In this assignment, you will design classes to model filters, a basic concept…solution


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In this assignment, you will design classes to model filters, a basic concept in signal
processing. A filter repeatedly takes an input value and produces an output value. In the
simplest case (scalar filters), the inputs and outputs are doubles, but filters can operate on
different types (double vectors are popular), and in fact the type of the input and of the
output may differ. The simplest filter always produces as output the same value it has read
as input:
Input Output
3. 3.
0. 0.
-1. -1.
2. 2.
More useful filters output the maximum, minimum, or the arithmetic mean of the input
signal seen so far. The maximum and the minimum are defined according to some total
order on the input values. These filters are useful to find extreme points in the signal (for
example, the maximum round-trip time of a packet exchange over the Internet). The
arithmetic mean filter is a scalar filter, and can be used to average a sequence of data
Filters can support an optional reset operation. The reset uses a parameter of the same
type as the input. The meaning of reset depends on the type of filter. For example, a max
filter will return the maximum value seen since the last reset. In fact, max, min, and average
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 Filters that return the max, min, average input value since the beginning or since
the last reset, whichever occurred last, and
 Filters that return the max, min, or average of the last N values (or less if less than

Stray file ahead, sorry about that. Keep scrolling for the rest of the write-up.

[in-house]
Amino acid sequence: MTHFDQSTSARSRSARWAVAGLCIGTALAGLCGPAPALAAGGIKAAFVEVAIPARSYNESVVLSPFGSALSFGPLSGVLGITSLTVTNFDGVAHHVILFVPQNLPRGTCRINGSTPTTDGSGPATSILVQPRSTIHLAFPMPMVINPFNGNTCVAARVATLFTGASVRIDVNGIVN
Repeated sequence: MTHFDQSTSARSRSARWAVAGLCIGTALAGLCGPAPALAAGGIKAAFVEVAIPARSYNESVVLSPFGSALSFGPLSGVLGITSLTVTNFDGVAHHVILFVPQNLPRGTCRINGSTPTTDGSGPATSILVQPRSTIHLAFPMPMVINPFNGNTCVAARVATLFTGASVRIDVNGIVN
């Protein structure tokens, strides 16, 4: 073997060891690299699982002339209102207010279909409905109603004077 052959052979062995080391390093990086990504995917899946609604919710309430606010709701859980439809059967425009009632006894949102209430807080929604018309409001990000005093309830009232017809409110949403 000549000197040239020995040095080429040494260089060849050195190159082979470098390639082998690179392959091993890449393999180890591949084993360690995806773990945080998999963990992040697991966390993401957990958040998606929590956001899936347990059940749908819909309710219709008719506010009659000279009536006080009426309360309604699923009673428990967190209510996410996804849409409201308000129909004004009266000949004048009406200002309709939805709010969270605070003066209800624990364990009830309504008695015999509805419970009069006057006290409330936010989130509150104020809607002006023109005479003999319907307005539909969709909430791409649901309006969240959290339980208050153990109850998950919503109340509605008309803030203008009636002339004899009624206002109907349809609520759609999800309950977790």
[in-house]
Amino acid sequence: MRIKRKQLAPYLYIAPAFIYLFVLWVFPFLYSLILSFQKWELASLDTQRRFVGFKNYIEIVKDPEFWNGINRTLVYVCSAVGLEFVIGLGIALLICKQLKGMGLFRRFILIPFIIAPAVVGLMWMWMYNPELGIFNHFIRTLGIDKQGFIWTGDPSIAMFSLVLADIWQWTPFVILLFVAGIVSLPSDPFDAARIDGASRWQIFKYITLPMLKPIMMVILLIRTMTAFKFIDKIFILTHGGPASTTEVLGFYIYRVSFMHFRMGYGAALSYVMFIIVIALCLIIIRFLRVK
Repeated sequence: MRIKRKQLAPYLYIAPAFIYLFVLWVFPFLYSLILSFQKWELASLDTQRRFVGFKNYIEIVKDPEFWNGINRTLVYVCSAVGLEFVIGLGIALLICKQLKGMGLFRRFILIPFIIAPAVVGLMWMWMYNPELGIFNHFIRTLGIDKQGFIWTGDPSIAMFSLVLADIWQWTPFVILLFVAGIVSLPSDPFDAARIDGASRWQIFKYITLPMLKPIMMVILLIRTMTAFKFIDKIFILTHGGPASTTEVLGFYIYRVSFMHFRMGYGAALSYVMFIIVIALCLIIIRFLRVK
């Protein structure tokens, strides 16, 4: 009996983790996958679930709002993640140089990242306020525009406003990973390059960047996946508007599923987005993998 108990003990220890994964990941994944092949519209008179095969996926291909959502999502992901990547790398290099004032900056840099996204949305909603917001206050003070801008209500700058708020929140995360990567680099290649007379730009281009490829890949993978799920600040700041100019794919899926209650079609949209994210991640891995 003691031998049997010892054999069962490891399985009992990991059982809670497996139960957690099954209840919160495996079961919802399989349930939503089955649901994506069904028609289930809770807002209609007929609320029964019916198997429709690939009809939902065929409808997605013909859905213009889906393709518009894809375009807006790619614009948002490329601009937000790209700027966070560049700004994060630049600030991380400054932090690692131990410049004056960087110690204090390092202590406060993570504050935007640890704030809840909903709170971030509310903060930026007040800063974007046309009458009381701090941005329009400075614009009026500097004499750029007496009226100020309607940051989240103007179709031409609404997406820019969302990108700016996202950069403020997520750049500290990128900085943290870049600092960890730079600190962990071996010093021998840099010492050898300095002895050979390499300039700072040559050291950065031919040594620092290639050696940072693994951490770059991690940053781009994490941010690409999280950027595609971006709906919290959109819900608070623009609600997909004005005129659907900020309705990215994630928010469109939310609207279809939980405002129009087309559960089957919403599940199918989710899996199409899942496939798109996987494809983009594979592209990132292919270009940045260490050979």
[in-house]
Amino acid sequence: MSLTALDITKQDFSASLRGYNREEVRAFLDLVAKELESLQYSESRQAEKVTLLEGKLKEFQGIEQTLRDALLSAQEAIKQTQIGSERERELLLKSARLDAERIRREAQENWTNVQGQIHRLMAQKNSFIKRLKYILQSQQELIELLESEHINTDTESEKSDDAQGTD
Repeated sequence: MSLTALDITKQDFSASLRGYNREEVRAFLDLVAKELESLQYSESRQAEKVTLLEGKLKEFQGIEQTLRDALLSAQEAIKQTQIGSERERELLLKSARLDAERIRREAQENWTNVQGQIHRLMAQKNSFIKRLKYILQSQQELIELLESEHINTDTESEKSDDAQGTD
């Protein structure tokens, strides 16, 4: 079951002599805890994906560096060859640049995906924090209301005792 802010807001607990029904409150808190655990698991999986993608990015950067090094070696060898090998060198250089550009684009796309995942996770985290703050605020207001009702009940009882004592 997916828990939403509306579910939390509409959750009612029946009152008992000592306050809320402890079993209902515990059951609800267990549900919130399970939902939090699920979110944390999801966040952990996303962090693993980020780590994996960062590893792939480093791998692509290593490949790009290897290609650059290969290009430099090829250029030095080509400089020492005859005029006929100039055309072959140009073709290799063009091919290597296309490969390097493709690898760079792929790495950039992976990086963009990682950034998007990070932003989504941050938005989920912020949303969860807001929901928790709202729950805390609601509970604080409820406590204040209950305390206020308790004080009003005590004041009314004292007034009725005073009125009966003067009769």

N values are available since the beginning or the last reset).
For example,
Input Reset Max ∞ Max 3
-1 -1 -1
1 1 1
2 2 2
-1 0 0
3 3 3
1 3 3
2 3 3
1 3 2
A filter cascade is a filter that consists of a sequence of filters: a filter in the sequence
takes its input from the output of the preceding filter. For example, the cascade of a max2
filter followed by a min3 filter are:
Input Max2 Output Cascade Output
-1 -1 -1
3 3 -1
1 3 -1
2 2 2
1 2 2
A cascade cannot be reset as a whole, but each individual filter can if the individual filter
supports the reset operation.
A scalar linear filter is a scalar filter governed by:
i i i M i M i i i N i N y a y a y a y b x b x b x b x  1 1  2 2    0  1 1  2 2  
where xi is the ith value of the input, yi is the ith value of the output, and the a1, … , aM and
b0, … , bN are the filter parameters. A scalar filter can be reset to a value r, in which case
the record of all of previous input values is set to r and the record of all previous output
values is set to        
i i
i i r b a
0 1
/ 1 (can you see why?). If there are not enough inputs,
the missing values of x and y are taken to be equal to their value as calculated during the
last reset. If no reset ever occurred, the missing values are taken to be equal to 0. For
example, if M=N=1, a1=.1, b0=b1=.5, then
and so:
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Input Reset Output
-1 -.5
1 .05
2 1.495
-1 -.5
3 1.05
1 1.895
2 1.3105
1 1.36895
Scalar filters have a wide range of applications: for example, they can be used to smooth
out the input signal, or to remove a periodic carrier signal from the input, or to determine
the signal trend.
An important type of linear filters is when a1=a2=…=aM=0, which is called a FIR filter.
A simple but useful case of a FIR filter always outputs the input multiplied by a constant
factor: in this case, b1=b2=…=bN=0 and b0 is called the filter gain. Another useful FIR filter
is the binomial filter, in which 

  i
bi (binomial filters are often used to smooth out a
window of data, for example in speech or image processing).
Your job is to create an object-oriented design for filters, which have been described
above. Types of filters should be represented by classes, and commonality among filter
types can be expressed through inheritance or containment. Submit a design documents
that describes your architectural decisions. Implement classes, methods, pseudo-code,
error-handling, and test cases to validate and improve your design. Create a filter.git
repository where to submit your submission.
Discussion Guidelines
The class discussion will focus on class design.
Evaluation Guidelines
At this stage of the course, a more strict view will be taken of the following basic issues:
 Routines with McCabe’s complexity exceeding 4
 Improperly named routines
 Repeated code